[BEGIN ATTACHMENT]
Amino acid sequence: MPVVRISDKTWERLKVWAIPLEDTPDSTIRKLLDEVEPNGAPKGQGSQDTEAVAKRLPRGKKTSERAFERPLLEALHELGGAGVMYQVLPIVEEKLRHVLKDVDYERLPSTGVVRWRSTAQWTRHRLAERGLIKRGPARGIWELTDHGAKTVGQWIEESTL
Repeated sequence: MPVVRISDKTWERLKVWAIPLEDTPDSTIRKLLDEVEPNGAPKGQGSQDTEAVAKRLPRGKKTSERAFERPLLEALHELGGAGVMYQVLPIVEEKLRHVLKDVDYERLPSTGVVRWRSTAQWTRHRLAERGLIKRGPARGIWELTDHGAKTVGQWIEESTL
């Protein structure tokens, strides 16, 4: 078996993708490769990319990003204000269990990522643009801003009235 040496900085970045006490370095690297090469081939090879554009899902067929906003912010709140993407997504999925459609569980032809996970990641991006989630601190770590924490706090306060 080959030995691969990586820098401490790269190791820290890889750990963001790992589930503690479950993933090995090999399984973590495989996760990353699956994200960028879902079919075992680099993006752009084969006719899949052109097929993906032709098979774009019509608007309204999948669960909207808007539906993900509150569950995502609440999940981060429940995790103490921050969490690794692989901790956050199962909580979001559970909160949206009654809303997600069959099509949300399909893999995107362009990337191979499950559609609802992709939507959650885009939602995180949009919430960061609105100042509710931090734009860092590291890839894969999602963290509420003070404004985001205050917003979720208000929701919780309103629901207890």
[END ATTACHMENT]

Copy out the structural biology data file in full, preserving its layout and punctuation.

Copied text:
Amino acid sequence: MPVVRISDKTWERLKVWAIPLEDTPDSTIRKLLDEVEPNGAPKGQGSQDTEAVAKRLPRGKKTSERAFERPLLEALHELGGAGVMYQVLPIVEEKLRHVLKDVDYERLPSTGVVRWRSTAQWTRHRLAERGLIKRGPARGIWELTDHGAKTVGQWIEESTL
Repeated sequence: MPVVRISDKTWERLKVWAIPLEDTPDSTIRKLLDEVEPNGAPKGQGSQDTEAVAKRLPRGKKTSERAFERPLLEALHELGGAGVMYQVLPIVEEKLRHVLKDVDYERLPSTGVVRWRSTAQWTRHRLAERGLIKRGPARGIWELTDHGAKTVGQWIEESTL
């Protein structure tokens, strides 16, 4: 078996993708490769990319990003204000269990990522643009801003009235 040496900085970045006490370095690297090469081939090879554009899902067929906003912010709140993407997504999925459609569980032809996970990641991006989630601190770590924490706090306060 080959030995691969990586820098401490790269190791820290890889750990963001790992589930503690479950993933090995090999399984973590495989996760990353699956994200960028879902079919075992680099993006752009084969006719899949052109097929993906032709098979774009019509608007309204999948669960909207808007539906993900509150569950995502609440999940981060429940995790103490921050969490690794692989901790956050199962909580979001559970909160949206009654809303997600069959099509949300399909893999995107362009990337191979499950559609609802992709939507959650885009939602995180949009919430960061609105100042509710931090734009860092590291890839894969999602963290509420003070404004985001205050917003979720208000929701919780309103629901207890």